I'm not sure if it's old age catching up to me or something of the likes but aside from losing my hair and growing fat, I actually enjoyed a "romantic comedy" which isn't really something I'm in the habit of doing. Why not you ask? Simple: because they usually all follow the same paint-by-numbers formula and end up culminating is sugary, ridiculously happy endings. Is WIMBLEDON any different? Absolutely not. Don't expect any surprises at all when you hit he play button because you sure won't be getting any but you will have a chance to see one of the most charming characters in this type of movie since that fateful day when a guy named Harry met a gal name Sally. Now WIMBLEDON is certainly not of the same caliber overall but Paul Bettany's performance is noteworthy if only because he manages to get the viewer completely involved in his character and really rooting for him in this inviting underdog story that mixes sports, romance and comedy in equal portions and great proportions. Bettany's unassuming wit and self-deprecating sense of humor are part of what make him a pleasure to watch whenever he's on screen and he gives what could have been a very one-dimensional character a much wider range. He is more than well accompanied by Kirsten Dunst as the young spitfire torn between the love of a man and an athlete's discipline. Dunst is more than just a pretty face and can definitely act when given the right role as she demonstrates in this outing.
Other than Bettany and Dunst, there's very little in terms of screen time for the supporting cast but they do add something to the film. Jon Favreau adds a bit of levity as a smooth-talking agent out to ride his man's last tournament for every sponsorship dollar he can squeeze out of it and Bernard Hill adds to the excitement of the underdog's role as Colt's feisty and emotional father. The only player I wish we'd seen a bit more of is Sam Neill who played Lizzie's father, coach and mentor. Granted his role did stretch beyond the total-a-hole tennis dad but I like Sam Neill and he gets little more than ten minutes on screen. Another positive was the very well filmed and quite believable tennis action. I'm little more than a casual tennis fan so this is by no means a pro's judgment but I didn't notice anything that really stuck out as unrealistic during the play. This may seem unimportant but for those who notice, it usually sticks to the back of your mind as you're watching the rest of the film and nothing is eve the same after that point. In a nutshell, this flick was quite predictable in the way it was played out but the likeability of the characters and the lightheartedness of the entire movie more than made up for it. If Paul Bettany is only half as charming in real life as he appears to be on screen, I'll never ask again why he gets to go home to the gorgeous Jennifer Connelly. And now, I must be off for some strawberries and cream...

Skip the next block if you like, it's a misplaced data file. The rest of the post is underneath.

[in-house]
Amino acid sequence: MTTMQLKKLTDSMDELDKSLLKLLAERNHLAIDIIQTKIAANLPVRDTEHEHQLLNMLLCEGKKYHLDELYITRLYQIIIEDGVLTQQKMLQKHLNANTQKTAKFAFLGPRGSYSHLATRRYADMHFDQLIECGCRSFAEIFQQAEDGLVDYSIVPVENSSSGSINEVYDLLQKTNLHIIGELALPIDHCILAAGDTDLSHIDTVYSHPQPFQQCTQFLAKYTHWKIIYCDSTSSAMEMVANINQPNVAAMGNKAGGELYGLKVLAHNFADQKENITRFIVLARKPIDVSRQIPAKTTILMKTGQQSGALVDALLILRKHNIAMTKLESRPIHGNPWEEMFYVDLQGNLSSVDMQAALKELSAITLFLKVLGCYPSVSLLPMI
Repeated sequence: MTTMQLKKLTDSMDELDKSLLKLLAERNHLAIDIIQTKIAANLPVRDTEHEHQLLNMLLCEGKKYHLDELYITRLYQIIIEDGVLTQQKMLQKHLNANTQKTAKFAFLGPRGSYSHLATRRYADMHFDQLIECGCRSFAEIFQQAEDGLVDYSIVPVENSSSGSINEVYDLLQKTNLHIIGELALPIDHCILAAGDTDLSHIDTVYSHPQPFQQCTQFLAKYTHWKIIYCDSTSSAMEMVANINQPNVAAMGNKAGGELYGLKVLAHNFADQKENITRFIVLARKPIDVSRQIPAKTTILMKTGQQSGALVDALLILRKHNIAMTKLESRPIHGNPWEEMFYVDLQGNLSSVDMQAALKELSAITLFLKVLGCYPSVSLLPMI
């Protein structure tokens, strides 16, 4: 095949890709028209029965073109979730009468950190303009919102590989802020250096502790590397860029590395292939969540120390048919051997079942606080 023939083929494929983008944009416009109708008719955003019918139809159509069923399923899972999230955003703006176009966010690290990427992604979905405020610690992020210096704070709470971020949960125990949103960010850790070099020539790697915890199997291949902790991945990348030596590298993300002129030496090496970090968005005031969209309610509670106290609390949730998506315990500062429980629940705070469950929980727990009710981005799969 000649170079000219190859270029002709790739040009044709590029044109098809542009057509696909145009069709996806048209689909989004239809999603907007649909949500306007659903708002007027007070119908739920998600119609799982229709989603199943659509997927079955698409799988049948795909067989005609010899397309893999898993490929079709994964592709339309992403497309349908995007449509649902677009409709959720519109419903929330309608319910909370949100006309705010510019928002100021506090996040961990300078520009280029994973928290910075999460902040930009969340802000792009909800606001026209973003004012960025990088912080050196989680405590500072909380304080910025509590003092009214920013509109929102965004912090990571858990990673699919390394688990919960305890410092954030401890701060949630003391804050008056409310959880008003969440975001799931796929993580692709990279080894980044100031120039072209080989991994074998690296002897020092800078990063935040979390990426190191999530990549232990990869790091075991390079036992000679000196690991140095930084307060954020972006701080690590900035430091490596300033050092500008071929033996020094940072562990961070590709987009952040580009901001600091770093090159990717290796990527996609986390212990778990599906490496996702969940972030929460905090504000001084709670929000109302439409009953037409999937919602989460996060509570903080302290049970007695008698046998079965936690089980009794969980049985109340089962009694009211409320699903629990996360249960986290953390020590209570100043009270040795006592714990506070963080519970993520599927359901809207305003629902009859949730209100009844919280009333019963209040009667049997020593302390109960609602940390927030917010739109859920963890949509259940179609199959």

Full-Length Audio Commentary with Director Richard Loncraine and Star Paul Bettany: It's a good enough track and quite funny at times but overall it remains fairly standard. The two men discuss the usual elements of the film as it unfolds, get a few jokes in and seem to have a good time at it as well.
Wimbledon: A Look Inside (10 mins): A general feature about the story and the film. It displays all the main actors as well as Tennis legends Chris Evert, Mary Carillo and John McEnroe who play commentators and reporters in the movie and Australian Pat Cash who was the tennis advisor on set. Like all the other extras you'll find on this DVD, it's quite fluffy and doesn't really dish out much of any substance.
Welcome to the Club (3 mins): Some parts of the movie were shot before and after matches during the actual Wimbledon tournament which really surprised me considering Wimbledon's insistence on maintaining decorum and tradition make the Augusta National Golf Club look like the MTV Music Awards. This is an all-too-quick peek at how that was achieved.
Ball Control (5 mins): Another very quick look at some of the visual effect techniques used to complement the actors' tennis game. Very brief but probably the most informative feature on the DVD.
Coach a Rising Star (3 mins): Tennis advisor Pat Cash and the stars talk a bit about what was done to get actors with very little tennis backgrounds to act like pros on film. Blink and you will miss this.
You'll also find the Theatrical Trailer and some DVD-ROM Features to keep you busy for a little while.